The LEED certification system operates like a checklist, with points given for environmentally conscious design decisions (36 points are needed to achieve a Gold rating). A good proportion of these points are given to the use of light, a major consumer of power in any building. Thanks to that north-facing bank of windows, 90 per cent of employees in regularly occupied spaces have direct lines of sight to perimeter glazing and the Toronto skyline beyond. All non-emergency lighting is on occupancy sensors, and lighting in all offices and meeting rooms have manual on/off switches. In addition, connected lighting power density is below the ASHRAE/IESNA standard of 90.1-1999 (an American consensus standard that sets minimum requirements to promote the principles of effective, energy-conserving design for buildings).
Many points in the LEED system are also given for something that more and more studies are proving conclusively: that a healthy indoor environment – a major factor of which is indoor air quality – contributes to worker productivity. Construction products and furnishings were chosen for their low VOC content, including all paints, adhesives, sealants and carpet, and composite wood and agrifibre products contain no added urea-formaldehyde resins. During the construction and later move, an “indoor air quality management plan” was implemented to protect on-site materials from moisture damage and mould growth, and to protect the ventilation system from construction dust and debris. Variable-air-volume heat pumps allowed workers to control the temperature of their area with local thermostats, and they even separated and sealed the print and copy areas – which always reek of chemicals – from the rest of the office and installed independent exhaust and ventilation systems with negative pressure differential that ensure the chemicals do not leak out into the greater office environment when someone opens the print room door.
Of course, in many ways an office lives or dies on its furniture, and even here HOK wanted to be as responsible as possible. It first tried to identify what and how much material it could salvage from the original space, which included millwork, demountable doors and office systems such as the Altos Wall by Teknion. As much furniture was brought over from its previous space as possible, among others Herman Miller Aeron chairs and systems furniture, various Steelcase chairs, Knoll Propeller Tables and Tuff-Edge meeting tables. New furniture was chosen for how well it fitted into what Stratford calls their “loose fit long life” ethos of modularity, flexibility and environmental consciousness. Among the chosen new pieces are Knoll’s Reff office systems, the Life chair, the Saarinen Womb chair and ottoman, and the Bertoia Diamond lounge chair, which can be reconfigured at will, based on the needs of project groups, and are all GreenGuard certified for low emissions.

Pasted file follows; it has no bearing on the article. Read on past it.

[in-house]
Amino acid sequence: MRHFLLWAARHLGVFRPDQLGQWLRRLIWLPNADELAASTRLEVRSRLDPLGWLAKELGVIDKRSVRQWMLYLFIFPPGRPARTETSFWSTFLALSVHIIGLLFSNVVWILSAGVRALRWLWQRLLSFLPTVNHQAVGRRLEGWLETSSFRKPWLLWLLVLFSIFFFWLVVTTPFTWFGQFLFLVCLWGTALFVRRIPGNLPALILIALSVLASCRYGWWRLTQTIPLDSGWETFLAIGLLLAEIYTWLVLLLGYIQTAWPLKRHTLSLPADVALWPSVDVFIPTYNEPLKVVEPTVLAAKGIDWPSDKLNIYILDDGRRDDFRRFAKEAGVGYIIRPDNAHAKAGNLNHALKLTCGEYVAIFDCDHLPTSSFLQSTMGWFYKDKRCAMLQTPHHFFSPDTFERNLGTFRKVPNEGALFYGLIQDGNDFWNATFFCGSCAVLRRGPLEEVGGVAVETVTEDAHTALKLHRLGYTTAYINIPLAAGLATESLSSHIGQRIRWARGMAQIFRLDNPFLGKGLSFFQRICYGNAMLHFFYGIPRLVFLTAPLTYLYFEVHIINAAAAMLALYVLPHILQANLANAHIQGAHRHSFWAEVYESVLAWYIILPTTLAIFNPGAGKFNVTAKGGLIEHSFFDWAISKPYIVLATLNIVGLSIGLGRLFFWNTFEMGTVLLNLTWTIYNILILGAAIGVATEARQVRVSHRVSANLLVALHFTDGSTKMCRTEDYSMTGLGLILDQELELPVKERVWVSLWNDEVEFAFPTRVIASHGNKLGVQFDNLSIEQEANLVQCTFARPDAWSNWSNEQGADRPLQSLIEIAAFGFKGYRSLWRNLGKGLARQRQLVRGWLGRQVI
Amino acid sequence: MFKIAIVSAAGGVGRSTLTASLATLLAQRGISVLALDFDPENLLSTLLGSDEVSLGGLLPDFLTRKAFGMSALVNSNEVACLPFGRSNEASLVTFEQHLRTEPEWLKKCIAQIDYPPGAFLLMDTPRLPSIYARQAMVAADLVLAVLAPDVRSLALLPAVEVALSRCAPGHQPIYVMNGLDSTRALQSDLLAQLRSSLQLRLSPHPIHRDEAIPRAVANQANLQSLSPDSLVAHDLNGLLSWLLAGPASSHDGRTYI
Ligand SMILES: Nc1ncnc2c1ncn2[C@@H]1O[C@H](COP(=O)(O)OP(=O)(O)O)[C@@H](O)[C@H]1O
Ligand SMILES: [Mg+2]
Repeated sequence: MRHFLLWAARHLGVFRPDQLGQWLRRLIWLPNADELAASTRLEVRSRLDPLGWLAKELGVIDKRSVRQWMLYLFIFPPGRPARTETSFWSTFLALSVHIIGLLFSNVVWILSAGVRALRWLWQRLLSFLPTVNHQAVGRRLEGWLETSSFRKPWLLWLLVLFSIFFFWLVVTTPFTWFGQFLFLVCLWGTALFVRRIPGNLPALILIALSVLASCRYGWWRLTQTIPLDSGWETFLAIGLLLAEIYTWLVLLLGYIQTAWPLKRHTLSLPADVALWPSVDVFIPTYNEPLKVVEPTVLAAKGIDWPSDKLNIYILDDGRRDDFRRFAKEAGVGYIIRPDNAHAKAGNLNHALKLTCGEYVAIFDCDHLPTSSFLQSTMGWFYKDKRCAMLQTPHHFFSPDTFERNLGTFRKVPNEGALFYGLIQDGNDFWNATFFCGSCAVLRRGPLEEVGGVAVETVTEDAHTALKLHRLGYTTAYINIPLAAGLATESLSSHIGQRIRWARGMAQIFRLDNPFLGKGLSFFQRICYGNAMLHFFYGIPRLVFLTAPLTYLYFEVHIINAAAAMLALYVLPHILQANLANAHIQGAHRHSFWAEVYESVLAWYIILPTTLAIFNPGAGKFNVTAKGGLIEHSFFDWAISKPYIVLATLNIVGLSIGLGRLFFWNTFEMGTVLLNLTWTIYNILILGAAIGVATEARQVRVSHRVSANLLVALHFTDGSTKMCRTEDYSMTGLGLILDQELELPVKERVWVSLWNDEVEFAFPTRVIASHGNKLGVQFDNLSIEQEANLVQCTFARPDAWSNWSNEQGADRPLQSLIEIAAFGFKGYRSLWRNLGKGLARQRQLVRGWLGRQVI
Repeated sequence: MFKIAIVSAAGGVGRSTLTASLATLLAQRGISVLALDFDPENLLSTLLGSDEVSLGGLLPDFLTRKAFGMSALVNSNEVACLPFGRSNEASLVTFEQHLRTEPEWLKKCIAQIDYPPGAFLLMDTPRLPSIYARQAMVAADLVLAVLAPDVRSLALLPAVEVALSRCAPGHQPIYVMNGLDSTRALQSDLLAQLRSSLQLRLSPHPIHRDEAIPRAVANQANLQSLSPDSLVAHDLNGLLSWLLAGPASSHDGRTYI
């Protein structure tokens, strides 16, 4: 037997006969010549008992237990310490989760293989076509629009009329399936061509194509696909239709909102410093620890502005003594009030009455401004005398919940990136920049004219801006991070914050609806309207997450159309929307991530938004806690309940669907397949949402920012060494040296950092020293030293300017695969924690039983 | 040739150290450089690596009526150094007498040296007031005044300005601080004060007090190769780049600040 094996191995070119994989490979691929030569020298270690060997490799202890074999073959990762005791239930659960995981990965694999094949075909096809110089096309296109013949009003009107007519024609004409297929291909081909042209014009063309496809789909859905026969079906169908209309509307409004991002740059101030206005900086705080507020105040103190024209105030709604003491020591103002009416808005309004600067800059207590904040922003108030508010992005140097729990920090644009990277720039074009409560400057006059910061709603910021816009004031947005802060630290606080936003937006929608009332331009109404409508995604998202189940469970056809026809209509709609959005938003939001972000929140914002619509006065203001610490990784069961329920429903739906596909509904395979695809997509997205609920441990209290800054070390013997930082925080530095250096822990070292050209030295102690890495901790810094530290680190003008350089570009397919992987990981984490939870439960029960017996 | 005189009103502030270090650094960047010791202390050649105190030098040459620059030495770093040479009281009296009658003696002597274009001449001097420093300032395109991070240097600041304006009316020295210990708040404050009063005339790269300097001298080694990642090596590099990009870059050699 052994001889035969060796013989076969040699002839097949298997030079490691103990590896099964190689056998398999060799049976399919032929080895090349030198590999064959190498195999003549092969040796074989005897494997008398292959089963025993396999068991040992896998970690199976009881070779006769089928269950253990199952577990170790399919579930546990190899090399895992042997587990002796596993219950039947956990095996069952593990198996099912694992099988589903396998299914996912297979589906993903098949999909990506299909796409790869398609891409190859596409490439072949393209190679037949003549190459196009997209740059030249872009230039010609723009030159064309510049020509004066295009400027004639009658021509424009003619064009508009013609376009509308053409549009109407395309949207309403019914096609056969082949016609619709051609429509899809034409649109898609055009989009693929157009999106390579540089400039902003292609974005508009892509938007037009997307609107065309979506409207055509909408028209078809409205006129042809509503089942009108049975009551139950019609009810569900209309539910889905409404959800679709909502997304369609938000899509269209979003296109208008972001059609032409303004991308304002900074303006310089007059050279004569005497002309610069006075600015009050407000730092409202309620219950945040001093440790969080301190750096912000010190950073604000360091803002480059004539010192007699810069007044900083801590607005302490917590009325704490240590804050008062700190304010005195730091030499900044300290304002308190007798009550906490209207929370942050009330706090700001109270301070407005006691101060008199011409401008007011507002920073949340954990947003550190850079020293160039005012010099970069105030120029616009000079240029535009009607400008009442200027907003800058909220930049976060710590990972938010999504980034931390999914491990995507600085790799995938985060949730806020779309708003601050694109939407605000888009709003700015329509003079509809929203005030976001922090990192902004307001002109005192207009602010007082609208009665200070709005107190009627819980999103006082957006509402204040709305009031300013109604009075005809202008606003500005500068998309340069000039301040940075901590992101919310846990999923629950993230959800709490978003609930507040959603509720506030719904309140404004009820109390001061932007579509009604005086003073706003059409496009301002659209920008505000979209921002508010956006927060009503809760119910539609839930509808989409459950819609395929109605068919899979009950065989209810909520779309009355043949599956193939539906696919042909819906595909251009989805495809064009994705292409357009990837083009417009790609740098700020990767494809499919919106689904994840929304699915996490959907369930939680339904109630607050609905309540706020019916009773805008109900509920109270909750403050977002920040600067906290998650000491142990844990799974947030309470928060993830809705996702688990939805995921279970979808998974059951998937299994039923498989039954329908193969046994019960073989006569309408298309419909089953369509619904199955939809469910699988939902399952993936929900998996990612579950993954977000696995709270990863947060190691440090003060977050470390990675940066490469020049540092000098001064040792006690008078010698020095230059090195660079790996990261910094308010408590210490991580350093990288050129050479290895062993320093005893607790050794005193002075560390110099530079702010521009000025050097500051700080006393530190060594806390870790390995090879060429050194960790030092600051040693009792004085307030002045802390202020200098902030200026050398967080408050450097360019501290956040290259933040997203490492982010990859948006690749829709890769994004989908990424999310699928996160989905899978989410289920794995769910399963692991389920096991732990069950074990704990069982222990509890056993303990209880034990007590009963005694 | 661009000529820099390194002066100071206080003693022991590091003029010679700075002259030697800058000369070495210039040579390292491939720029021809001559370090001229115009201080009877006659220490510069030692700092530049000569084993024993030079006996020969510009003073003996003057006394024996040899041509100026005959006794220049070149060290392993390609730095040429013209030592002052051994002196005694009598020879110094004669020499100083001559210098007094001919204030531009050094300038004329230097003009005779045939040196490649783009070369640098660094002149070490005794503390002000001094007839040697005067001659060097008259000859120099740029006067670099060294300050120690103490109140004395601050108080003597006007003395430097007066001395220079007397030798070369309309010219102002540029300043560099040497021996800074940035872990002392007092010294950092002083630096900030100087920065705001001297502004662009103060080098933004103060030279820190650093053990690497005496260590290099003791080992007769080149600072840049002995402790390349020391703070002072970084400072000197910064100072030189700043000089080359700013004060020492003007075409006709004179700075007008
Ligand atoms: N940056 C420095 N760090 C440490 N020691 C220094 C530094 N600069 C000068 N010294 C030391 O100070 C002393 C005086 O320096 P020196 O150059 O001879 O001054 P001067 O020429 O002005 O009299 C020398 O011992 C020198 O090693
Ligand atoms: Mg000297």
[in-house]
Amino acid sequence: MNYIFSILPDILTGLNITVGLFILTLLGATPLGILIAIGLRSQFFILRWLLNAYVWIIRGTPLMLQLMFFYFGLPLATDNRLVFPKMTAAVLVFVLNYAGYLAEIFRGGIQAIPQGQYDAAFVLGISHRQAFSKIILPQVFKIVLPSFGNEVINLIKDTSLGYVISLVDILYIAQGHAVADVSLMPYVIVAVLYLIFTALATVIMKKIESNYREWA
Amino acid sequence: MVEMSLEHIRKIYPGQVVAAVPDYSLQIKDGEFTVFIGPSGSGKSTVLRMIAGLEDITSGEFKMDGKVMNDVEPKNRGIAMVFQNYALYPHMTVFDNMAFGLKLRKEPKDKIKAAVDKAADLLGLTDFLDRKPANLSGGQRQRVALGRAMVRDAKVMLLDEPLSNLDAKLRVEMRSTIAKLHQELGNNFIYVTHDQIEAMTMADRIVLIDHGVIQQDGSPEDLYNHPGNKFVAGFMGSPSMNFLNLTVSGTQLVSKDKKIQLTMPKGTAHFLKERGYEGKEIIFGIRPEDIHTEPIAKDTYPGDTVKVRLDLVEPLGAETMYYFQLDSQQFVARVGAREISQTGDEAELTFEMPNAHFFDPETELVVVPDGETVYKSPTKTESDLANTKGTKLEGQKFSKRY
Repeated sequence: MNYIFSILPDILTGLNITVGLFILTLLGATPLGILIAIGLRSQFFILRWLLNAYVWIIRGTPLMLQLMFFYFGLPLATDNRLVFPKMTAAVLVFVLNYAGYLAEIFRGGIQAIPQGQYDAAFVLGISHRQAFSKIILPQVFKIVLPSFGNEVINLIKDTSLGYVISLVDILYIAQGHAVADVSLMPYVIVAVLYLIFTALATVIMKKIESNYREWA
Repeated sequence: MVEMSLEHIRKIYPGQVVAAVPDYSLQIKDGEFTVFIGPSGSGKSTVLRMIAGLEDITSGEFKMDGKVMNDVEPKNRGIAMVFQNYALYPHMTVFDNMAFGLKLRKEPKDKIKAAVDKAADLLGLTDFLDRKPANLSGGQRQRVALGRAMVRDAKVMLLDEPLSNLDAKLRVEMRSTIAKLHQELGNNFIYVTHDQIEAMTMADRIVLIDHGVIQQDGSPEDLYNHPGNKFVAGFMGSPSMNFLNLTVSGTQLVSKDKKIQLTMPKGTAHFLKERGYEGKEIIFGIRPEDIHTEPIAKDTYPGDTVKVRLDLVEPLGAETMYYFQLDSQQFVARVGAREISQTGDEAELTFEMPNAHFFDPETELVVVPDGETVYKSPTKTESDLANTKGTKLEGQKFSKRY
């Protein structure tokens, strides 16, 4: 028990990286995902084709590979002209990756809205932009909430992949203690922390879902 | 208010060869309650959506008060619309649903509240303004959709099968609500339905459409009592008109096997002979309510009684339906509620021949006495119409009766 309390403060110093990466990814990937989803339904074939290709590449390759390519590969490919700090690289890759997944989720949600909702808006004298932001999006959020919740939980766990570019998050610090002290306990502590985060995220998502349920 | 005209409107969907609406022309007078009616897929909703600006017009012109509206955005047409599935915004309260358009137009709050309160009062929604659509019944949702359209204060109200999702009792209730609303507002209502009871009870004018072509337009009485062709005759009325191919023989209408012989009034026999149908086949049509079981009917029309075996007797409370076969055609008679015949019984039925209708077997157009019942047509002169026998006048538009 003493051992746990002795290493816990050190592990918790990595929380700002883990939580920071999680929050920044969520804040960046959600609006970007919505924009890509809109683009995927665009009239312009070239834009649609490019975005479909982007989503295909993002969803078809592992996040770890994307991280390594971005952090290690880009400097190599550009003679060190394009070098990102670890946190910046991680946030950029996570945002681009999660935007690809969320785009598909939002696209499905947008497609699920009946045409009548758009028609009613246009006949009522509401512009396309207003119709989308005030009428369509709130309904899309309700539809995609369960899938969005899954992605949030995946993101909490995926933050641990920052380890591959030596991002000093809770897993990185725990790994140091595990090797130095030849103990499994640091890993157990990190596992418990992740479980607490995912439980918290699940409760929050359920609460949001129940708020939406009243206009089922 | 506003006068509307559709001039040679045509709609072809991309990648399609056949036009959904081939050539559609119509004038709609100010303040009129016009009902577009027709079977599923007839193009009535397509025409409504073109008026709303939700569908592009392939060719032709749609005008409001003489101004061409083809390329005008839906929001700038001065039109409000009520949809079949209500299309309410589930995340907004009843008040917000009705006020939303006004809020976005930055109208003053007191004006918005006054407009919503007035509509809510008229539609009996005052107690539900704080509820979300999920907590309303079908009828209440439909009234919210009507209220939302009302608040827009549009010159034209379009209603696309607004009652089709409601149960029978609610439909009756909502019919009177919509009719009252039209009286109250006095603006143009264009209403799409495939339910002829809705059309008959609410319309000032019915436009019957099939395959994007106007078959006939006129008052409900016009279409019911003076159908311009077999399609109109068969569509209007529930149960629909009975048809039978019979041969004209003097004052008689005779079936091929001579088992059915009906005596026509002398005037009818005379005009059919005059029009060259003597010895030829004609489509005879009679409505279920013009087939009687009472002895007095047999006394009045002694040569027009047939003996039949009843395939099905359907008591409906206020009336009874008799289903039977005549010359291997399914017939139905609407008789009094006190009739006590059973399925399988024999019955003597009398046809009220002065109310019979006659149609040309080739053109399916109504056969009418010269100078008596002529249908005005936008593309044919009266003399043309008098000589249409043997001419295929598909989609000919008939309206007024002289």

This doesn’t mean, however, that the office is a hotchpotch of styles. In fact, a clean look of bright, clear lines and a palette dominated by white with spots of red unifies the space. A sharp reception area anchored by a custom white leather ottoman – by HOK designers Angela Rempel and Daniela Barbon – and a pavilion-style welcome desk behind exemplify this aesthetic.
It can be argued, and HOK certainly does, that all these green measures stem from core values of sustainability that are embedded within the office culture. The office also got LEED points for providing bicycle storage and changing rooms, and for choosing a location easily reachable by public transport – decisions that reflect the fact that a high proportion of staff walk, cycle or take public transport to work. The enthusiasm of the staff for sustainable design led HOK to be able to exceed its goal of having 40 per cent of its designers become LEED-accredited in 2006.
HOK showed that an office can be extremely energy conscious and environmentally sensitive, while at the same time appealing and comfortable for the employees without sacrificing a high level of modern design savvy. Plus, let’s face it, green is good for net income as well. “In fact, return on investment in terms of energy savings and reduction of employee absenteeism is significant in the long term,” says Williams.BOXLEED> The Leadership in Energy and Environmental Design (LEED) rating system was designed by the US Green Building Council in 1998 to encourage and facilitate the development of more sustainable buildings. Although other such rating systems exist, LEED is quickly becoming the most respected industry standard in North America > Buildings can qualify for four levels of certification: Certified (26 points), Silver (33 points), Gold (39 points) and Platinum (52 points or more) > Various subdivisions within LEED include Commercial Interiors (CI), New Construction, Existing Buildings, Core & Shell Development, Homes and Neighbourhood Development (the latter two are in the pilot stage, to be released this year) > Each checklist is roughly broken into the following categories; Sustainable Sites (14 possible points toward certification), Water Efficiency (5), Energy and Atmosphere (17), Materials and Resources (13), Indoor Environmental Quality (15), Innovation and Design Process (4, plus 1 for having a LEED-accredited professional on the design team)